WXXI Poetry Moments 2011

WXXI Poetry Moments 2011

Aired on Classical 91.5 in 2011

A partnership with BOA Editions, celebrating 35 years of independent publishing

BOA Editions 35 logoApril is National Poetry Month, and WXXI is pleased to partner with Rochester New York based BOA Edition for this series of Poetry Moments, which will air at 9:30 a.m. and 6:58 p.m. on Classical 91.5, 90.3 and 91.5 HD, and at 9:49 a.m. and 7:29 p.m. on AM 1370 and FM 91.5-2.

 

Listen to the series:

 

PeachesFrom Blossoms by Li-Young Lee, read by Boo Poulin

Airs on Sunday, April 10, 2011

Li-Young Lee was born in Indonesia, to Chinese parents. In 1959 the family fled the country and settled in the United States in 1964, where Lee attended the University of Pittsburgh and the University of Arizona, and the SUNY Brockport. Lee’s writing is influenced by classic Chinese poets, and is filled with themes of simplicity, strength, and silence. From Blossoms comes from his first book of poetry, Rose, which has sold over 100,000 copies and been reprinted 30 times.

Image from Flickr by Big Yellow House

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lit candlesAnniversary by Cecilia Woloch, read by Cindy Rogers

Airs on Monday, April 11, 2011

Ted Kooser, U.S. Poet Laureate from 2004-2006, said of this poem, “Memories form around details the way a pearl forms around a grain of sand, and in this commemoration of an anniversary, Cecilia Woloch reaches back to grasp a few details that promise to bring a cherished memory forward, and succeeds in doing so.” Cecilia Woloch is the author of five collections including two from BOA Editions: Carpathia (2009) and Late (2003). An NEA Fellowship recipient, she is a lecturer in the creative writing program at the University of Southern California, and founding director of The Paris Poetry Workshop.

Image from Flickr by Dave Durden

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Ball jar emptyTransubstantiation by Christopher Kennedy, read by Jonathan Everitt

Airs on Tuesday, April 12, 2011

Christopher Kennedy’s prose poems are always as jarringly off-beat as they are hauntingly familiar and strangely beautiful. Kennedy brings his self-effacing American humor to a historically European style of writing, thus delivering us poems, as Kennedy writes, that feel like, “falling, then flying, falling, then flying.” Christopher Kennedy is Director of the MFA Program in Creative Writing at Syracuse University. His first book by BOA Editions, Encouragement for a Man Falling to His Death (2007) won the Isabella Gardner Poetry Award. His new BOA Editons book, Ennui Prophet, was just published.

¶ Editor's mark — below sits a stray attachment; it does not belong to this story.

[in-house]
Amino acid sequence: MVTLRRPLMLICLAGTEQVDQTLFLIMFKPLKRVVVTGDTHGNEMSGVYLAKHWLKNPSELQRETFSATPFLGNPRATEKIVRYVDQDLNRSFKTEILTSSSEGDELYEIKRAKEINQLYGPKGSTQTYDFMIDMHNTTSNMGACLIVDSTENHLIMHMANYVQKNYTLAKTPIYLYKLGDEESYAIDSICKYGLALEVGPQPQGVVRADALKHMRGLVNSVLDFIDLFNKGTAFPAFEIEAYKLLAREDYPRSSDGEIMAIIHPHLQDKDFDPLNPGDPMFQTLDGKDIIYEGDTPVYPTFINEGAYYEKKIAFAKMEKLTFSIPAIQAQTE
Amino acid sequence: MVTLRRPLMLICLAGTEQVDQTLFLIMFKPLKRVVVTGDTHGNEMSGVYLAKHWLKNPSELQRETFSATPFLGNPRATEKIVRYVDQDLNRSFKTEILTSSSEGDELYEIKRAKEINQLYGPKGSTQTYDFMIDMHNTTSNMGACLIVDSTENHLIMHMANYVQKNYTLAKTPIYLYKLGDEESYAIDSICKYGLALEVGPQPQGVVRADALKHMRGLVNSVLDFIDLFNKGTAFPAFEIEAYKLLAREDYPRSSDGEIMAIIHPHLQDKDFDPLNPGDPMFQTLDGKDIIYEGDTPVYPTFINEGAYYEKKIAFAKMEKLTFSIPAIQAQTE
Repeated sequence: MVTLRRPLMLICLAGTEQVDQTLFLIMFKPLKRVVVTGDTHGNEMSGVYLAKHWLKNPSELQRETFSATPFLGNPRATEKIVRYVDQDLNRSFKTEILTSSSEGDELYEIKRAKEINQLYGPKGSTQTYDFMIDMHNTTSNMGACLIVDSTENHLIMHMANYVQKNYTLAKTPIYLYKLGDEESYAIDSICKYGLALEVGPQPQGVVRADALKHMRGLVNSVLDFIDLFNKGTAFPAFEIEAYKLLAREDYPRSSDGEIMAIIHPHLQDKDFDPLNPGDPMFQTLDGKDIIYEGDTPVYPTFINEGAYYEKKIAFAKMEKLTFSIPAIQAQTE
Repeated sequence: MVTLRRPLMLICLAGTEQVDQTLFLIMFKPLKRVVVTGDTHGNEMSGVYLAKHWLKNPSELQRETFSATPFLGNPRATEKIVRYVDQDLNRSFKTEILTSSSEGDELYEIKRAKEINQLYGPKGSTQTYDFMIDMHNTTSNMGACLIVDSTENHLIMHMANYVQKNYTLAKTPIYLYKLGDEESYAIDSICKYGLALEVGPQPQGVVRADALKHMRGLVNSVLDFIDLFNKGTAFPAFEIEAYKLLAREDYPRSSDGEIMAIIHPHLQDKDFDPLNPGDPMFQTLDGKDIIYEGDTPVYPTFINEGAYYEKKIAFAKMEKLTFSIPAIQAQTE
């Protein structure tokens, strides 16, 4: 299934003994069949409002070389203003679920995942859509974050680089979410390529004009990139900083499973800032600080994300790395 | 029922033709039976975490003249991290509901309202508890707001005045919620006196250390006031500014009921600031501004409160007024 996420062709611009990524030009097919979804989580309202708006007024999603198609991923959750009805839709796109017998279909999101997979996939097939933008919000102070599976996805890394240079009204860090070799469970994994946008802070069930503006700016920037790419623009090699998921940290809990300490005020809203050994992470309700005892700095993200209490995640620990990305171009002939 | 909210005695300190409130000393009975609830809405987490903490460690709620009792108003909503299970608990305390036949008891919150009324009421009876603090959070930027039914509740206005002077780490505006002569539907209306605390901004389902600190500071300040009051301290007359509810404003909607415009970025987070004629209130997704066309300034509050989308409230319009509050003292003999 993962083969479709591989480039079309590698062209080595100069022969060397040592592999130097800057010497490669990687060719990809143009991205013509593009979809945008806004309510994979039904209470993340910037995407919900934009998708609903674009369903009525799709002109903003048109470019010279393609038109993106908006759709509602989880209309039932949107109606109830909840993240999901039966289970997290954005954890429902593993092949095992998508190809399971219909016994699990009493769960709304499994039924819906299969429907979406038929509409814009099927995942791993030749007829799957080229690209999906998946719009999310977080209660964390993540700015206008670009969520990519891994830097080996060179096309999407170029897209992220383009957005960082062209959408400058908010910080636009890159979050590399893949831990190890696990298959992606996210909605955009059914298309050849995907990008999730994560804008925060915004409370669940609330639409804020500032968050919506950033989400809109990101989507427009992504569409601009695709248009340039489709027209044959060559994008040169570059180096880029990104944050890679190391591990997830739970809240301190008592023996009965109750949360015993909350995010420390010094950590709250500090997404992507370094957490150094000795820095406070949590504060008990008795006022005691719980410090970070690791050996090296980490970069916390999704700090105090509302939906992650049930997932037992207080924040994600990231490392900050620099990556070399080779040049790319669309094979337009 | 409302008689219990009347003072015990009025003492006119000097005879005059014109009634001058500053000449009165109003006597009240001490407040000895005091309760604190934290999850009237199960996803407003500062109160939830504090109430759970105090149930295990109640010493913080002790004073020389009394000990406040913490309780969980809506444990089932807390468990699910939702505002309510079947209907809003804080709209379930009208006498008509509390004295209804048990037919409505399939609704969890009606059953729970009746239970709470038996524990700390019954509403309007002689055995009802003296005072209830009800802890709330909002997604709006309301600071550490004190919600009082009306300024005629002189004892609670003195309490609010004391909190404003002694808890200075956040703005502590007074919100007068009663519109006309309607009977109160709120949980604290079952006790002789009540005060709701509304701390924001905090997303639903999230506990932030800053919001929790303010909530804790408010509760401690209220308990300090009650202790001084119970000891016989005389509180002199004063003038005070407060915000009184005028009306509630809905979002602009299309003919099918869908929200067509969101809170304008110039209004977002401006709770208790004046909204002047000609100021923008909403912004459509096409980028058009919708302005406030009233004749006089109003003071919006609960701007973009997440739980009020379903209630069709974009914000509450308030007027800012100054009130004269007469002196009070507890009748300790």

Image from Flickr by Sha Sha Chu

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2 blue flowers

My Friend’s Divorce by Naomi Shihab Nye, read by Bernadette Catalana

Airs on Wednesday, April 13, 2011

Bill Moyers said of Naomi Shihab Nye, “Eight years ago, recovering from heart surgery I found deep comfort in poetry, especially the poems of Naomi Shihab Nye. Her poems speak of ordinary things, things we take for granted until it’s almost too late.” Whether addressing world conflicts or domestic strife, Naomi Shihab Nye never forgets that if we are to understand larger issues, we must stay focused on the smallest details. Naomi Shihab Nye has lived in St. Louis, Jerusalem, and now with her own family in San Antonio, Texas. One of America’s most beloved poets, her newest BOA collection, Transfer, will be published in September 2011.

Image from Flickr by Cape Cod Cyclist

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fireworksFourth of July by Keejte Kuipers, read byJulia Walsh Postler

Airs on Thursday, April 14, 2011

Fourth of July was written while the poet was living off the grid in Southwestern Oregon, in a cabin two hours down a dirt road from the nearest town. Having just broken up with the doomed lover in the poem, Keetje Kuipers, “drank that six-pack by myself, barbecued a whole chicken, and then shot the gun off my porch in lieu of fireworks.” And then she wrote this poem, which appeared in her A. Poulin, Jr. Poetry Prize-winning first book, Beautiful in the Mouth (BOA, 2010). She will be in Rochester this September to read her poetry at BOA’s annual Dine & Rhyme celebration.

Image from Flickr by Camera Slayer

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boats on waterBlessing the Boats by Lucille Clifton, read by Peter Conners

Airs on Friday, April 15, 2011

Lucille Clifton was recipient of the biggest poetry awards in America including the National Book Award, the Frost Medal, and the Ruth Lilly Poetry Prize. On a more intimate basis, she was known as a passionate teacher who held the title of Distinguished Professor of Humanities at St. Mary’s College of Maryland. This poem was commissioned by St. Mary’s College and is now inscribed on the wall of their campus center so that students see it on their way to the dining hall. The poem will be included in BOA’s September 2012 title, The Collected Poems of Lucille Clifton, edited by Kevin Young and Michael Glaser, with a Foreword by Nobel Prize-winning author Toni Morrison.

Image from Flickr by David Wulff

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2 apples on treeApples by Michael Waters, read by Jack Langerak

Airs on Saturday, April 16, 2011

In the poet’s own words, “An only child, I was haunted by the impending death of my parents. I mean Apples to be a love poem to my father.” Michael Waters’ ninth book of poetry, Gospel Nights, will be published by BOA Editions in September 2011. He will be in Rochester this September to read his poetry at BOA’s annual Dine & Rhyme celebration.

Image from Flickr by iMaffo

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BOA is celebrating 35 years of independent publishing this year. You’ll find more information at www.boaeditions.org.

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